the land gardeners
We began trialling the aerobic composting method in September 2015 and have since then tried various of both inputs and inoculants. At times we have had up to 10 3m piles. We have found it a fascinating journey because, as with nature, you can’t control it and no two piles are ever the same.
There have been times when we have been racing down at 8am in the morning to turn the pile – sure there are serotonin enzymes coming off the piles. Also the size of the windrow is manageable and we feel that it is not too daunting to turn – unlike a huge compost pile. Also whilst it is often difficult to do the first couple of turns, it then becomes much easier as it decomposes. We also find it a good thing to do with two or three of you working down the pile together.
Determining the right balance of nitrogen and carbon is important. While the nitrogen heats the pile up quickly (fresh greens) you need the carbon to give the pile sustained heat. There are times when we have had to reboot the windrows by adding nitrogen in the form of fresh lawn cuttings or a slurry of fresh farm manure.
We are lucky enough to have been supported by Innovative Farmers and particularly by Dr Dominic Amos and Dr Jasmine Black who helped us set up trials for our compost, growing sweet peas in our Land Gardeners Controlled Aerobic Compost and also in Klasmann compost.
We also provided our innovative trialists from around the world with individual recipes for composting based on the materials they had available to them. We were particularly keen to test the method in different contexts (varying materials available for composting, different climates, large scale and mircroscale farming) to produce compost with the ability to form the highest quality humus and transfer this humifying ability to agricultural soils, to re-establish the ability of soils to detoxify, hold nutrients and carbon and supply all substances needed by plants.
We discovered that the Controlled Aerobic Composting Method produced the following encouraging results:
Crop Results Summary (Wardington, Summer 2018) x 2
Sweet Pea Plant Height
K=Organic bought compost, LG = Land Gardeners “Controlled Aerobic Compost”, C= Control (not compost)
On the 18th May, plants growing in the Organic bought compost plot were on average 2% shorter than the plants growing in the control plot. The plants growing in the LG compost plot were 36% taller.
This result suggests the LG compost may be better at helping plants to establish and grow quicker than the organic bought compost, possibly due to more readily available crop nutrients (See compost analysis)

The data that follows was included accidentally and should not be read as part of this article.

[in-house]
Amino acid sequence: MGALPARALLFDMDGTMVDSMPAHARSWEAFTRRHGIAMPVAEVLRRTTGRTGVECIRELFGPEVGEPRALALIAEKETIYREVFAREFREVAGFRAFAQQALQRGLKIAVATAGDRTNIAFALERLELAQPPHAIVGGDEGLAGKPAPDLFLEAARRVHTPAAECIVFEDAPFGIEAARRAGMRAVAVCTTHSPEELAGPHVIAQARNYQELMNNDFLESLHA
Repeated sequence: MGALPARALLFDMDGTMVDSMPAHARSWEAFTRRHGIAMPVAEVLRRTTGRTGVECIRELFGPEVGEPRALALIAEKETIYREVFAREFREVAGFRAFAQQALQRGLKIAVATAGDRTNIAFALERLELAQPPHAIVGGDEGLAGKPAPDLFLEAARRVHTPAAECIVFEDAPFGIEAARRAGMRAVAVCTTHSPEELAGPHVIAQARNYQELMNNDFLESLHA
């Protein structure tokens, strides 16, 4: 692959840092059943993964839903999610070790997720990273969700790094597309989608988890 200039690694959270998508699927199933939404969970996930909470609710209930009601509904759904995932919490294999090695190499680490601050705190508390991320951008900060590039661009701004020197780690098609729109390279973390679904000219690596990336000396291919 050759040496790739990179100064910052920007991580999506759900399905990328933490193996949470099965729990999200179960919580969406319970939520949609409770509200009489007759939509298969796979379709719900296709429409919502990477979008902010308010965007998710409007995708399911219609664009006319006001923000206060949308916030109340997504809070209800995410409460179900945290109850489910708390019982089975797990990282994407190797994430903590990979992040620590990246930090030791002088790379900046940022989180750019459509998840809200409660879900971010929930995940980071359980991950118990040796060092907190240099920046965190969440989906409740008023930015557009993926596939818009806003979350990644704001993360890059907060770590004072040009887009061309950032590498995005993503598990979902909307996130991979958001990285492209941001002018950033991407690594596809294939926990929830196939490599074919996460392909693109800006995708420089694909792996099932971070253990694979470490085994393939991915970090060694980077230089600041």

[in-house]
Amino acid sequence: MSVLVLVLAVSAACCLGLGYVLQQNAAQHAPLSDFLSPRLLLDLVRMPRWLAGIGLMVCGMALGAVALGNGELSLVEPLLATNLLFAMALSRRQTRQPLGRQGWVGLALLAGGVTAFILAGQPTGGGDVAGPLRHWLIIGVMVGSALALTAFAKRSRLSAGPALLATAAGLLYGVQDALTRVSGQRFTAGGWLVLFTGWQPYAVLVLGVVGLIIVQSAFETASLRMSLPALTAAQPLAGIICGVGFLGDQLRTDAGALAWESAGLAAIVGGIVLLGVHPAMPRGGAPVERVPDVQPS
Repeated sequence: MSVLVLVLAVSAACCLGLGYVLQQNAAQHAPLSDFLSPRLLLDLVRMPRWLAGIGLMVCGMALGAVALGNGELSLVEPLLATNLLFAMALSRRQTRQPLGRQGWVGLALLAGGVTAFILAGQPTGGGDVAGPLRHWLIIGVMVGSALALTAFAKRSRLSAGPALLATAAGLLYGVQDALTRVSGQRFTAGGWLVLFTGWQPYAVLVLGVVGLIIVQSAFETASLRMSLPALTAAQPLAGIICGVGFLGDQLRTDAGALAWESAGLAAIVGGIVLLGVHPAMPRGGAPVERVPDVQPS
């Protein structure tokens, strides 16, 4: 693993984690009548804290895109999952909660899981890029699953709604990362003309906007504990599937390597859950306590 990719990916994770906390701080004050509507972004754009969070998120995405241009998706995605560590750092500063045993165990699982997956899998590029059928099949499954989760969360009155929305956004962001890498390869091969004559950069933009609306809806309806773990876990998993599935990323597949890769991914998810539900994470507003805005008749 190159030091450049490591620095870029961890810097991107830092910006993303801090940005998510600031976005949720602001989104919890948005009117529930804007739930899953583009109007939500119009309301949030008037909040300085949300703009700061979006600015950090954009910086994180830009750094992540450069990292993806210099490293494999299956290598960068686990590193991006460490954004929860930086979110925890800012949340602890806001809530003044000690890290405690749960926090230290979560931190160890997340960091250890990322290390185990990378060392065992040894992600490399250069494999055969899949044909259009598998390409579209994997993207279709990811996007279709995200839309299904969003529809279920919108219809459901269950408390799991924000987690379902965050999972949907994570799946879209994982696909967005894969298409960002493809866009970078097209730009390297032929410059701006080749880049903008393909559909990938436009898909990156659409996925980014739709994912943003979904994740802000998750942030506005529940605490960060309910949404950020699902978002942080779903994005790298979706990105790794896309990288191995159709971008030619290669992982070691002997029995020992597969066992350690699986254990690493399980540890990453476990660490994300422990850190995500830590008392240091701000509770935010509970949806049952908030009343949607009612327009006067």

On the 11th June, plants growing in the Organic bought compost plot were on average 15% taller than the plants growing in the control plot. The plants growing in the LG compost plot were 22% taller. Coefficient of Variation (Ratio of standard deviation to mean) at this assessment date for each treatment shows LG heights less variable (19%) than the organic bought compost(29%) or the Control (40%)
By the 20th of July, plants growing in the Organic bought compost plot were on average 12% taller than the plants growing in the control plot. The plants growing in the LG compost plot were 33% taller. Coefficient of Variation at this assessment date for each treatment shows LG heights less variable (19%) than the organic bought compost (29%) or the Control (36%)
Results suggest that the LG compost may be effective in increasing final crop height compared to no treatment and also in comparison to the organic bought compost.
sweet pea flower length
Average flower length as measure on 20th July 2018. Error bars show SEM. Each Average made up of 2 flower lengths per plant and approximately 12 plants per plot.
Results suggest that LG compost may be used to increase flower length. Average observed flower length for plants grown in the LG compost 47% longer than plants grown in the control. Flowers of plants grown in the Organic Bought compost 30% longer than the control.
In the photo below the flowers grown in the Land Gardeners compost (on the far right hand side) were longer than those grown in the organic bought compost (on the left hand side) and those grown with no compost (central).
Above tests instigated by Dominic Amos of The Organic Research Centre:
“shows that the LG compost should basically act like rocket fuel for the crops! Pretty high octane stuff!” email from Dominic, 3rd August 2018 attaching above test results of LG compost.